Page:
Anonymous said...

yes and by the way I am a republican to the above person ("liberal elitist")

I do not understand how this has anything to do with political parties but we are talking about Alabama

Anonymous said...

Well done. I can hardly wait to see it in the spring. Thank you guys and gals. Good job!!

Anonymous said...

There is always going to be someone to complain, whether it is right or wrong.

Anonymous said...

Why is it complaining when someone does not agree It is a very old way that is no longer used except where there is big forestry and a chance for wildfire. Today it is not used to promote nitrogen in fact studies show it is bad for grass and trees but y'all stay outdated and fight with people that do not agree with you. Roll tide ha ha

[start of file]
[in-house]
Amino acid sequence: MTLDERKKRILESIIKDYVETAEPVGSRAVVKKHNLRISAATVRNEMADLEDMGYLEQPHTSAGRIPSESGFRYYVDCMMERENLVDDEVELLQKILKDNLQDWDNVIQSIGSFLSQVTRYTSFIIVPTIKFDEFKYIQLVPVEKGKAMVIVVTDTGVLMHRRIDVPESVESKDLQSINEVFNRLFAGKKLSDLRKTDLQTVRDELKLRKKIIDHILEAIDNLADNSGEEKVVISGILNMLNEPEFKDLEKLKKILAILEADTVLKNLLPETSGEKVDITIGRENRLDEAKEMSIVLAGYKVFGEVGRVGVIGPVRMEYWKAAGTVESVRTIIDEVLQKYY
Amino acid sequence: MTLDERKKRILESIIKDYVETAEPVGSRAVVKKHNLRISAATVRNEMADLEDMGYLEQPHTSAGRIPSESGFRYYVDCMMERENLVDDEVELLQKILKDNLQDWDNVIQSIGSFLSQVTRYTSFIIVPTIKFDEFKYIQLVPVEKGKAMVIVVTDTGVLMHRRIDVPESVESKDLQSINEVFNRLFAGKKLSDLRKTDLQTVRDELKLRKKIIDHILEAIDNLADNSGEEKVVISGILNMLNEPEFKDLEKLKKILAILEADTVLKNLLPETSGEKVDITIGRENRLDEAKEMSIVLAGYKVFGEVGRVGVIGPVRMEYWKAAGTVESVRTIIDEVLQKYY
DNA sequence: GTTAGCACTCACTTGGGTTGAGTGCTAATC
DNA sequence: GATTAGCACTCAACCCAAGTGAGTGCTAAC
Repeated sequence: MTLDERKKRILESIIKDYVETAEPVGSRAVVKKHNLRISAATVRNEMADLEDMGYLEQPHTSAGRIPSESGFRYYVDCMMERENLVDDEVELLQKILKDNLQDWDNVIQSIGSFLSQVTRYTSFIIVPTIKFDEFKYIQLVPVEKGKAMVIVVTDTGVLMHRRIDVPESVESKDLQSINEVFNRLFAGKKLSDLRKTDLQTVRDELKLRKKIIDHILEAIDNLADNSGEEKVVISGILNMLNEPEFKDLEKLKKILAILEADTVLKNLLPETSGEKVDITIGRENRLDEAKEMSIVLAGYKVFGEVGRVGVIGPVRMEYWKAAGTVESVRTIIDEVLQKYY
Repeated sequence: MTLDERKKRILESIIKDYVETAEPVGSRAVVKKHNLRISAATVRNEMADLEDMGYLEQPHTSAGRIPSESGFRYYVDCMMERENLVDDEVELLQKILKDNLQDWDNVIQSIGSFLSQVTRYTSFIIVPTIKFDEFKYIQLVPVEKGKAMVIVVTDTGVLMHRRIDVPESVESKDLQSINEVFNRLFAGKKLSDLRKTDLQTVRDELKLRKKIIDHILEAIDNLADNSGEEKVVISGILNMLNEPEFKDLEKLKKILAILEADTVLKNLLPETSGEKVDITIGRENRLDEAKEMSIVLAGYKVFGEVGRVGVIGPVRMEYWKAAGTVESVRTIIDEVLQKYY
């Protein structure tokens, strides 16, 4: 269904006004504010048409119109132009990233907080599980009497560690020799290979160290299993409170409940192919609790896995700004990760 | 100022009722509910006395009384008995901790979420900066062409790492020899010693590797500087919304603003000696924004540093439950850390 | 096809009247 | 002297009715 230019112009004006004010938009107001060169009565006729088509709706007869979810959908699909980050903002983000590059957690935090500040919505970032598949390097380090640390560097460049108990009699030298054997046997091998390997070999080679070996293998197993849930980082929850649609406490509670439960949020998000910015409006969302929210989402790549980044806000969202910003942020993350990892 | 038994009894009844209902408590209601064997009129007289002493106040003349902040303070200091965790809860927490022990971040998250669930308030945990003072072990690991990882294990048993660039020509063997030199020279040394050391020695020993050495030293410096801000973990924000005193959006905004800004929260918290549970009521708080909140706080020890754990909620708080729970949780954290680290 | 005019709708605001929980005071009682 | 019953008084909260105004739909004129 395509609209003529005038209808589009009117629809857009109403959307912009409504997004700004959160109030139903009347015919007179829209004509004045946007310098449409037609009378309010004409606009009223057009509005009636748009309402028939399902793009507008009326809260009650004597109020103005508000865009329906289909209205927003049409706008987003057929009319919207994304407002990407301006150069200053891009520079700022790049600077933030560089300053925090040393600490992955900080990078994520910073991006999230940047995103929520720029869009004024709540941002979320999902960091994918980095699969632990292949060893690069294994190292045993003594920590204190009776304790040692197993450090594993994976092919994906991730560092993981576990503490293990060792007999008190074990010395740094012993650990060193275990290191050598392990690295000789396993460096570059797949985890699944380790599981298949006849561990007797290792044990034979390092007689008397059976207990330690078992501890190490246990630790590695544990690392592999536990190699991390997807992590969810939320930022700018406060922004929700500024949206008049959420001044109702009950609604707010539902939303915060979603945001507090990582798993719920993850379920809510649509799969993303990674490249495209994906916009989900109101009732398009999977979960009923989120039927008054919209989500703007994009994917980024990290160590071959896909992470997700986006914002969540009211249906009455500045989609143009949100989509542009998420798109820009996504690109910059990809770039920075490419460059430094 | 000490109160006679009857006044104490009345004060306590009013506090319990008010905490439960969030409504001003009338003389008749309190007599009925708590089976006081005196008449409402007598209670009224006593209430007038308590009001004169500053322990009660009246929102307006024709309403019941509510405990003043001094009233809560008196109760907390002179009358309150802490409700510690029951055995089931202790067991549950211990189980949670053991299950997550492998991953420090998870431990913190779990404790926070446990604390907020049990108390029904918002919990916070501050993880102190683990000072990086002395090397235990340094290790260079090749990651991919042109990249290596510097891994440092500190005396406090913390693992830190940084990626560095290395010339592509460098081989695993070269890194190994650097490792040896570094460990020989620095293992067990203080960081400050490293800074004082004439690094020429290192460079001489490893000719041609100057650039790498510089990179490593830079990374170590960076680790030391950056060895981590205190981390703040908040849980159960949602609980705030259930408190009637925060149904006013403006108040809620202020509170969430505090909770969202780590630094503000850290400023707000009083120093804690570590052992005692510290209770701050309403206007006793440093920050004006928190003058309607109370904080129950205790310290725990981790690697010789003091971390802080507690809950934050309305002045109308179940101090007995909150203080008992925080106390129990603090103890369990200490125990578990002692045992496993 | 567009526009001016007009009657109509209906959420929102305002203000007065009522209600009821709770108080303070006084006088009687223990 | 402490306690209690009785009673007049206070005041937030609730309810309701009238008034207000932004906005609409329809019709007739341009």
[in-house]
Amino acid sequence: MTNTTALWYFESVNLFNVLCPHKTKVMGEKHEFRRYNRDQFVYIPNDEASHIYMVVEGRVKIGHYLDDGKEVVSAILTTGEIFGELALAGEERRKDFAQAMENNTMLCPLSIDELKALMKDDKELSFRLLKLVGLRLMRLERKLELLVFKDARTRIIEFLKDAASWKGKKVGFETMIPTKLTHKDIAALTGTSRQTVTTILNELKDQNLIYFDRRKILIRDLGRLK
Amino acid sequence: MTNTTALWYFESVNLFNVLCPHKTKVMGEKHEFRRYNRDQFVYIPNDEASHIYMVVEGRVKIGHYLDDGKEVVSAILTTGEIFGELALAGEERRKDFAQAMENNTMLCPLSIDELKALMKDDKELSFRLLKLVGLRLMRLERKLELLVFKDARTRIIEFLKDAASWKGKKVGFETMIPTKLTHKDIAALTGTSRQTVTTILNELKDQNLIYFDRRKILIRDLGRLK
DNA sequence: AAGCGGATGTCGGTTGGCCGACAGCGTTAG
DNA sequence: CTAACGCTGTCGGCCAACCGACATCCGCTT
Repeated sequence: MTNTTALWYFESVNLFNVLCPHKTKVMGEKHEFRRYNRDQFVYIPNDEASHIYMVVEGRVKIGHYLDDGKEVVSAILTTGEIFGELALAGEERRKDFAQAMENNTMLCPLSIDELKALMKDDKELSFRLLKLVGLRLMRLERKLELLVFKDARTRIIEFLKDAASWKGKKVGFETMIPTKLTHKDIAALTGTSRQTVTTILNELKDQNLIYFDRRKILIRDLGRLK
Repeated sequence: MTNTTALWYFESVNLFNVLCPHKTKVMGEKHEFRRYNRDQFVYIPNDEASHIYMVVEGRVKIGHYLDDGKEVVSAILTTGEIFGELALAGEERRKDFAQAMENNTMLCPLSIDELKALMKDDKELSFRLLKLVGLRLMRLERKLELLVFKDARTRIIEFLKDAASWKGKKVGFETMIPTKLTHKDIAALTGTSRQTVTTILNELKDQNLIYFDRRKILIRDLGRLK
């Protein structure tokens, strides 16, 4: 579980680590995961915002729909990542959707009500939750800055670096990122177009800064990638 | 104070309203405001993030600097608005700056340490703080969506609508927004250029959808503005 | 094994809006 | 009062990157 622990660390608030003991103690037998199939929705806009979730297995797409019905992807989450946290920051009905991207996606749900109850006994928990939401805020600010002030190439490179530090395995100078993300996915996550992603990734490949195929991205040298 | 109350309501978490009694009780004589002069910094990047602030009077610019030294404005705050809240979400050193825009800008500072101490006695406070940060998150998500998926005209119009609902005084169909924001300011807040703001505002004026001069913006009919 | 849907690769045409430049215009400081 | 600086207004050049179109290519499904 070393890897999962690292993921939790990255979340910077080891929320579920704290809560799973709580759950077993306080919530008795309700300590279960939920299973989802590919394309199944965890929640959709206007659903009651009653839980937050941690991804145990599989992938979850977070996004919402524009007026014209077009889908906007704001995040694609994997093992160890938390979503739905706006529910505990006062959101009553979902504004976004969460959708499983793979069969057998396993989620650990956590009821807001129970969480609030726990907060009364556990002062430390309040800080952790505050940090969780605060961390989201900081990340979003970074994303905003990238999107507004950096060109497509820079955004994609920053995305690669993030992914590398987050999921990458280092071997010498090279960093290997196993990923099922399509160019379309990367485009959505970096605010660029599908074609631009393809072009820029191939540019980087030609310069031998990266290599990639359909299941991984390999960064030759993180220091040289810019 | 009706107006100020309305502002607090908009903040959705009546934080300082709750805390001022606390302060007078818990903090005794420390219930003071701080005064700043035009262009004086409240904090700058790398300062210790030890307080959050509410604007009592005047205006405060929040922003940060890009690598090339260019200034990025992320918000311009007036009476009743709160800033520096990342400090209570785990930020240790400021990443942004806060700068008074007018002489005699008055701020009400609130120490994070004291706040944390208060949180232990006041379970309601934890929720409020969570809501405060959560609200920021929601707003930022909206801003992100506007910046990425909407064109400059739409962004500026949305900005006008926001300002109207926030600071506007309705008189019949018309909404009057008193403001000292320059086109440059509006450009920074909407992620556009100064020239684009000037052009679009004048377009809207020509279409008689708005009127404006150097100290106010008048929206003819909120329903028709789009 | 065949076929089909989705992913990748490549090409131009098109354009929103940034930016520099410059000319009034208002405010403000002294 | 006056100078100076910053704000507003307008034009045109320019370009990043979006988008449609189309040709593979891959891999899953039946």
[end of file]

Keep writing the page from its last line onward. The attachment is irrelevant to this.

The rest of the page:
Anonymous said...

Oooh yeah I can't wait to see how that burnt tree does

Publisher said...

Please avoid personal attacks or repetitive posting.

Anonymous said...

I'm not sure what your source is. All the current research literature I've read refers to fire SUPPRESSION policies as being harmful and outdated. Especially in reference to long leaf pine forests.

Anonymous said...

Yes, your right pine trees LOVE their bark and feeder roots burned!! Seems to me it was not so controlled as some looked burned all the way up.

Anonymous said...

turpentine comes from pine needles.. just saying

Anonymous said...

Here is a link to a wonderful documentary on the longleaf pine. This is the trailer for the show. A nice summary

http://longleafpine.org/